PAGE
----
Scientists have finally figured out that long-term stress causes premature hair greying.
Age isn’t the only reason that your hair starts to go grey.
Our hair follicles contain melanocyte stem cells (MeSCs), which become active at the time of growth of new hair in the follicle. These cells convert into pigment making cells when new hair is made. Our body cannot replenish this pool of cells. Once they are damaged, the hair color vanishes.
How does stress cause premature greying of hair?
A 2013 study published in Nature Magazine found a link between long-term ongoing stress and hair color. As per researchers, hormones produced in response to stress can deplete the melanocyte stem cells leaving your hair grey or white.
Also, there is a bulk of literature supporting stress and the fight-or-flight response damaging the stem cells, which are very important for immunity. This explains why human beings feel sick after long periods of stress.
According to a 2020 study published in Nature, normal stress or fight-or-flight response activates the sympathetic nervous system. The system releases the neurotransmitter noradrenaline, or norepinephrine, which attacks the reservoir of melanocytes.
Hyperactivated sympathetic nerves trigger a rapid conversion of melanocytes into pigment-producing cells. This wipes out the supply of melanocyte stem cells from the niche and prevents the regeneration of hair pigment. The outcome is premature hair greying (see the image below).
In the study by Zhang et al., the research team found that blocking the release of noradrenaline from sympathetic neurons prevents stress-induced hair greying in their mice model.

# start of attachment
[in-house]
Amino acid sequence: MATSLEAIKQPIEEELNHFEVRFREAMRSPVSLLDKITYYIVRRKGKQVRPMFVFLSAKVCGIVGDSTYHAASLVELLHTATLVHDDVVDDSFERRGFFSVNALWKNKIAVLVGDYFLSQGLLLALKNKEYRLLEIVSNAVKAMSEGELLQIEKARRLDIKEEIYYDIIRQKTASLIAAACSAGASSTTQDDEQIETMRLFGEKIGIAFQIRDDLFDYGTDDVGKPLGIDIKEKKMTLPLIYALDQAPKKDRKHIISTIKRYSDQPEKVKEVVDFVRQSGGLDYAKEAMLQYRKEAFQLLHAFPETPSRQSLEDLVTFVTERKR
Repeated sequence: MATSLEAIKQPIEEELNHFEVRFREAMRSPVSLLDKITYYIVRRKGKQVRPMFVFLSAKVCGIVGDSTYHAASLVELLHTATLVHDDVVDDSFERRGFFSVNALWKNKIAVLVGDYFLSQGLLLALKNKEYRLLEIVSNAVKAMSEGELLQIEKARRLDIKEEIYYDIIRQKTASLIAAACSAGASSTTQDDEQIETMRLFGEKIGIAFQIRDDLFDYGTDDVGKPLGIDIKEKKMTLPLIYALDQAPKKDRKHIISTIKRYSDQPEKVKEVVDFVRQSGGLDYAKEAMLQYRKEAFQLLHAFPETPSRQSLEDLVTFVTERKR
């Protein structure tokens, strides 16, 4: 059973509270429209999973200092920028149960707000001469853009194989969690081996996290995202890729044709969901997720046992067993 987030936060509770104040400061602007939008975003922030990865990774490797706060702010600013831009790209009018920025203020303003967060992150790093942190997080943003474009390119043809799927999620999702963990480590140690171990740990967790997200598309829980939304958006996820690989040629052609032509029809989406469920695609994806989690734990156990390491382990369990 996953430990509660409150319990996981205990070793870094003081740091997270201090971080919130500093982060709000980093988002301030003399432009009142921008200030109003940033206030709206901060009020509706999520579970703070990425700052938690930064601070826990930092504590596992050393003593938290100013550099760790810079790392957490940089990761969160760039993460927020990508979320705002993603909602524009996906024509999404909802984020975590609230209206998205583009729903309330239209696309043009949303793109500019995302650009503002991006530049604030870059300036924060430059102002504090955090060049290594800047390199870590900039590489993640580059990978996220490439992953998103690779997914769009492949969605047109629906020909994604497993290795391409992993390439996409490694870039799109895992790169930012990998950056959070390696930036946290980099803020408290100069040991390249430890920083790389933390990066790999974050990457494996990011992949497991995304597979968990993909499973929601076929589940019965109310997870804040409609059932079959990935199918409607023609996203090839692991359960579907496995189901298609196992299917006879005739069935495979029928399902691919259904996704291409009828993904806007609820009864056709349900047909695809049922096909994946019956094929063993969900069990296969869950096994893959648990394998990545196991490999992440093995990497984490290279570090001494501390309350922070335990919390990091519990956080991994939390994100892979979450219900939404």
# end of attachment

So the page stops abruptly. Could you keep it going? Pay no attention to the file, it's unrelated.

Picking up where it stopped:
Even without stress, if the sympathetic nervous system was overactivated, the mice’s hair turned grey. This partly explains why people with less stress in life are having grey hair in the mid-twenties and thirties.
What if an alternate mechanism makes your hair turn grey under stress?
Well, Zhang et al. did focus on this aspect. The research team examined if stress attacks the immune system and blocks the color-producing cells in the hair follicles.
They also analyzed if stress stimulates excess production of the stress hormone known as cortisol from adrenal glands causing hair color change.
So, they decided to experiment with mice lacking immune cells and adrenal glands. Mice were injected with a chemical – resiniferatoxin (a reliable method of mimicking stress response) to boost hormones like cortisol. But, that didn’t stop the rodent’s hair from turning grey or white.
It means under the stress – neither the weak immune system nor the release of cortisol from adrenal glands is responsible for turning your hair grey.
Upon further analysis, it was found that a part of the animals’ nervous system was depleting the hair pigment cells.
Together these results conclude that active sympathetic neurons releasing noradrenaline are causing the loss of melanocyte stem cells. Thus, speeding up the hair greying process.
How to reverse the premature greying of hair?
Zhang and colleagues’ work have well connected the dots between stress, fight or flight, stem-cell depletion and premature greying.
Although the dedicated team has decoded that stress makes hair turn grey, the exact mechanism is unclear.